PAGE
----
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Team building – your views


Following our report on a recent Office Angels survey which found that employees struggle to see the point of many team building activities, TrainingZONE members had lots to say on the subject. Here, we've collected together your views - and they make for very interesting reading...

If you're a Training Manager, we're particularly interested in hearing your views on the relevance and importance of team building - add your comments below, or e-mail them to us at [email protected].

Not sure about a 'global thumbs up or down' regarding team-building for any and all organizations. It depends upon what your organization needs. We've recently launched a half-day team building session that is mandatory for all management as the foundation for a customer service leadership development program. We called it "From Silos to Systems." Mostly the goal was to have managers get to know each other. We're a moderately large academic medical center and famous for treating each other with generally poor service internally.

We also asked that participants come to the event with an aptitude for learning. Those that do, usually benefit, those that don't (feel they don't have anything to learn about anything, period), won't benefit. I've learned some people are so stuck in thier comfort zone, they resent being asked to consider their habits. So naturally they will be your biggest critics.

One thing I view as important, is to have a brief period after each exercise to constructively discuss how the exercise learnings can be applied at work. Otherwise, what is the point. People want to see the point, not just have fun and games.

In addition, team building should NEVER be set up to embarrass or hurt any participants self-esteem. "Daring" exercises are never necessary. Lessons can be gained by keeping the activities of the type where all can participate and being in top physical condition is not necessary. Stay on the ground! Thanks for asking.

Doug Fine, Director, Organization Development and Professional Learning, MCG Health Inc. Augusta, GA, USA

Teambuilding is invaluable if the required output is to be obtained from a motivated and confident group working together to achieve the corporate aim. There are different methods of achieving the aim: it is really up to the company training authority to establish what is needed. In my experience, you need the organisation responsible for the teambuilding to be exposed to the company before the actual teambuilding begins. Often, the company has not appreciated where the problems actually lie and their interpretation of what is needed is not always the appropriate solution. It can be counter-productive and I suspect some of the adverse comments you have quoted are results of this. Frequently, even the very senior management are unaware of the true problems (between themselves and their people) or what can be done to improve output.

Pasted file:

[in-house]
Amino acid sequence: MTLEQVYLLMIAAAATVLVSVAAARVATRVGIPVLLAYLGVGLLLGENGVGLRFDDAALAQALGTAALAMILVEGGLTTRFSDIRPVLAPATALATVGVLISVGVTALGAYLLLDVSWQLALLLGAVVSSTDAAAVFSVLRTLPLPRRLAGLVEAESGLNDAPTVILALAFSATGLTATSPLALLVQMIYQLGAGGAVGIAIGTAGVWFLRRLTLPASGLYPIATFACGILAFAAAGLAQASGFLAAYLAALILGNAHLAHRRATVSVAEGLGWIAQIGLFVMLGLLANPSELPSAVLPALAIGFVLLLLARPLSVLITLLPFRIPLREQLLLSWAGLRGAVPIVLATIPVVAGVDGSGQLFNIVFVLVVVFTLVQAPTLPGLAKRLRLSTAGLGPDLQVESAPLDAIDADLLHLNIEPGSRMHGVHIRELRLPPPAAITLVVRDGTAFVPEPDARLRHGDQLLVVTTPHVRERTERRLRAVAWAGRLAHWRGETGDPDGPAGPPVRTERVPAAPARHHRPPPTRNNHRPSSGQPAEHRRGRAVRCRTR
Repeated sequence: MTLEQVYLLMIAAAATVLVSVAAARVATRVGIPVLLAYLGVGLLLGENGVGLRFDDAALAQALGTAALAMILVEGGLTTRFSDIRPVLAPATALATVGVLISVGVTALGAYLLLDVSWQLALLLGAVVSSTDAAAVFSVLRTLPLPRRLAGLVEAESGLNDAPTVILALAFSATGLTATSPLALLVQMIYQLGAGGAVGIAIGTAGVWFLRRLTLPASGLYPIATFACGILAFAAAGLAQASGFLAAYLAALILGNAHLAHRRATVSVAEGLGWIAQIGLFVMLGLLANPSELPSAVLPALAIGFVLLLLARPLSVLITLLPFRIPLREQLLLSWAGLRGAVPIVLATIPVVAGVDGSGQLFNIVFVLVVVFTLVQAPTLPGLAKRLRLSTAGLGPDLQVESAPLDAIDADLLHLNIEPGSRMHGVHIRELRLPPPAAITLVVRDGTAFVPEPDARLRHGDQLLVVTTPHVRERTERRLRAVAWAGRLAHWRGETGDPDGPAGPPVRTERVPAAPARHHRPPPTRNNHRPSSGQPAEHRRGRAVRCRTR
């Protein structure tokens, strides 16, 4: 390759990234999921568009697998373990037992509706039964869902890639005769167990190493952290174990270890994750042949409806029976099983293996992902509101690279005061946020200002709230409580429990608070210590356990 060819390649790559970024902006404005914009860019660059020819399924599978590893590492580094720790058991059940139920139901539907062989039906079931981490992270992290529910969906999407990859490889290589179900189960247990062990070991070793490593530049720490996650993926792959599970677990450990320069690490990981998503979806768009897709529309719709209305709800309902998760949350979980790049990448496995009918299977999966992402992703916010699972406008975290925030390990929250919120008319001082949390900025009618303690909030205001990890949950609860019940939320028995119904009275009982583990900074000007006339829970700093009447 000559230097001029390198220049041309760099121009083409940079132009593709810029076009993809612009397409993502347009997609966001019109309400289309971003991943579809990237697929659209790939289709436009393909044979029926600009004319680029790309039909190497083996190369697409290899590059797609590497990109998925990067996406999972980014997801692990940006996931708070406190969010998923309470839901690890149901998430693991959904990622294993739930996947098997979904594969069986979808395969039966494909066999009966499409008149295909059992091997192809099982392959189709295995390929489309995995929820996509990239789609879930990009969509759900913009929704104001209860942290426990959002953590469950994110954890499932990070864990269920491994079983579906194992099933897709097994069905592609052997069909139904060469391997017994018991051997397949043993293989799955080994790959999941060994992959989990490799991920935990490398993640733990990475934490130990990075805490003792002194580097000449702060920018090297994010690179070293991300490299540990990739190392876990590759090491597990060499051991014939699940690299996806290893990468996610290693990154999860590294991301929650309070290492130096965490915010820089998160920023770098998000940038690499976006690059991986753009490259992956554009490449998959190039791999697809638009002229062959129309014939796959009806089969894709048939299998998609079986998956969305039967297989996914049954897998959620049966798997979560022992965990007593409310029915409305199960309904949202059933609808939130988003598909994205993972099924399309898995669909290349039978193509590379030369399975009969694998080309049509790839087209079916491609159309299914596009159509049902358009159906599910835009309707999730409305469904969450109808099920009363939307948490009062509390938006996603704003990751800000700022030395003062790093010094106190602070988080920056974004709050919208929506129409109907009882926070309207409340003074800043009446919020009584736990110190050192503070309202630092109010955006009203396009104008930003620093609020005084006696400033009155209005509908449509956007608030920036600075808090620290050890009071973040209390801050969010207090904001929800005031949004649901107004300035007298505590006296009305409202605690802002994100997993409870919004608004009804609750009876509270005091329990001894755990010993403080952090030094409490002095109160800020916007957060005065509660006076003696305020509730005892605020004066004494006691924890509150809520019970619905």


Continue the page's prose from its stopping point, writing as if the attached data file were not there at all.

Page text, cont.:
My advice is to select the teambuilding/leadership organisation carefully and bring them in at least 3 months before you need the module. They must understand the culture and company aims. If you can, start at the top and work down through the company. Three days should be enough and it should be a balance between practical and ethereal. It really can work, be fun and develop tremendous zip and belonging. (I work for Flagship Training Limited and we work with the Royal Navy to provided Corporate Management Training to Industry. They have excellent practical facilities - not the traditional ones, tremendous experience, great ethos, and that helps to make it interesting, challenging and really rewarding).

Yours, Stephen Mackay.


It all began in 1922 with the Hawthorn case at Western Electric. From this, Harvard started their group dynamics work which gave a push to Team building growing out of the work started in Bethyl Main in 1944. Team building then worked its way through non-directive team leadership. This was the darling of the pyschologist for year with Alex Bavelis during the war years at MIT developing a game which would identify a leader from a group of candidates. Doug Mcgregor came in with Theory X and Theory Y to classify leader styles, and we had the 8x4 and the 9x9 matrix...this then lead into the work at ADL under George Prince giving us synectics which calls for a "juggler in the 50's, and then the "facilitator" came on the scene driven by the Boston Consulting Operations (Si Tillis)...all of that effort gave rise to the so called "outward bound" stuff in the field, and on the black board "Mind Mapping".

Up until 1967 none of these techniques, no team building programme produced any practical benefit. Especially pointless was all the labeling effort of giving names to people on a team ..labeling had no positive effect- shakers and blenders. It is sad to say that all (I mean all) team building exercises do not produce practical results...that is not to say they are not fun and interesting, exciting and sometimes dangerous but they produce zero effect and unfortunately are only pleasant distractions from the dullness of everday work, exactly like a company christmas party.

Team work is only required to deal with development work--i.e. doing something more, better or different (ie development work) this type of work calls for a plan which has to be approved...all other so called team work activities like an assembly line is developed by classic Hawthorn case first line supervision. Sad but true.